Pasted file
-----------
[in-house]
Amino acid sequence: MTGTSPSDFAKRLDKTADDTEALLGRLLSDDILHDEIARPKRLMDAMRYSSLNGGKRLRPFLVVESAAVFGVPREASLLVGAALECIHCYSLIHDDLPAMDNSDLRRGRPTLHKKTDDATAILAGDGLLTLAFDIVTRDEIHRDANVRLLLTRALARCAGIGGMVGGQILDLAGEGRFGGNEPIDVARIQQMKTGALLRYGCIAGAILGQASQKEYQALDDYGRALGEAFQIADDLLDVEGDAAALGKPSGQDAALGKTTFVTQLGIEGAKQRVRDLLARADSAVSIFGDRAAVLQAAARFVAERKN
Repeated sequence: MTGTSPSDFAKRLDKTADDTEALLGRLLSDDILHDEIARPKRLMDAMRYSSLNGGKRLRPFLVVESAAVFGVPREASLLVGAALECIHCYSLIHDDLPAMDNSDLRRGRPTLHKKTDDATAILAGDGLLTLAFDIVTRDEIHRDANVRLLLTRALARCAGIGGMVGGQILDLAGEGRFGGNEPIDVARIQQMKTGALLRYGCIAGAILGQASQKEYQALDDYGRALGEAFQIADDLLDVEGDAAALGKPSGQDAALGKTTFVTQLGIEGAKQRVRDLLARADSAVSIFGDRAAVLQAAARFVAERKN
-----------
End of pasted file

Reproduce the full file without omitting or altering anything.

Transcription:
[in-house]
Amino acid sequence: MTGTSPSDFAKRLDKTADDTEALLGRLLSDDILHDEIARPKRLMDAMRYSSLNGGKRLRPFLVVESAAVFGVPREASLLVGAALECIHCYSLIHDDLPAMDNSDLRRGRPTLHKKTDDATAILAGDGLLTLAFDIVTRDEIHRDANVRLLLTRALARCAGIGGMVGGQILDLAGEGRFGGNEPIDVARIQQMKTGALLRYGCIAGAILGQASQKEYQALDDYGRALGEAFQIADDLLDVEGDAAALGKPSGQDAALGKTTFVTQLGIEGAKQRVRDLLARADSAVSIFGDRAAVLQAAARFVAERKN
Repeated sequence: MTGTSPSDFAKRLDKTADDTEALLGRLLSDDILHDEIARPKRLMDAMRYSSLNGGKRLRPFLVVESAAVFGVPREASLLVGAALECIHCYSLIHDDLPAMDNSDLRRGRPTLHKKTDDATAILAGDGLLTLAFDIVTRDEIHRDANVRLLLTRALARCAGIGGMVGGQILDLAGEGRFGGNEPIDVARIQQMKTGALLRYGCIAGAILGQASQKEYQALDDYGRALGEAFQIADDLLDVEGDAAALGKPSGQDAALGKTTFVTQLGIEGAKQRVRDLLARADSAVSIFGDRAAVLQAAARFVAERKN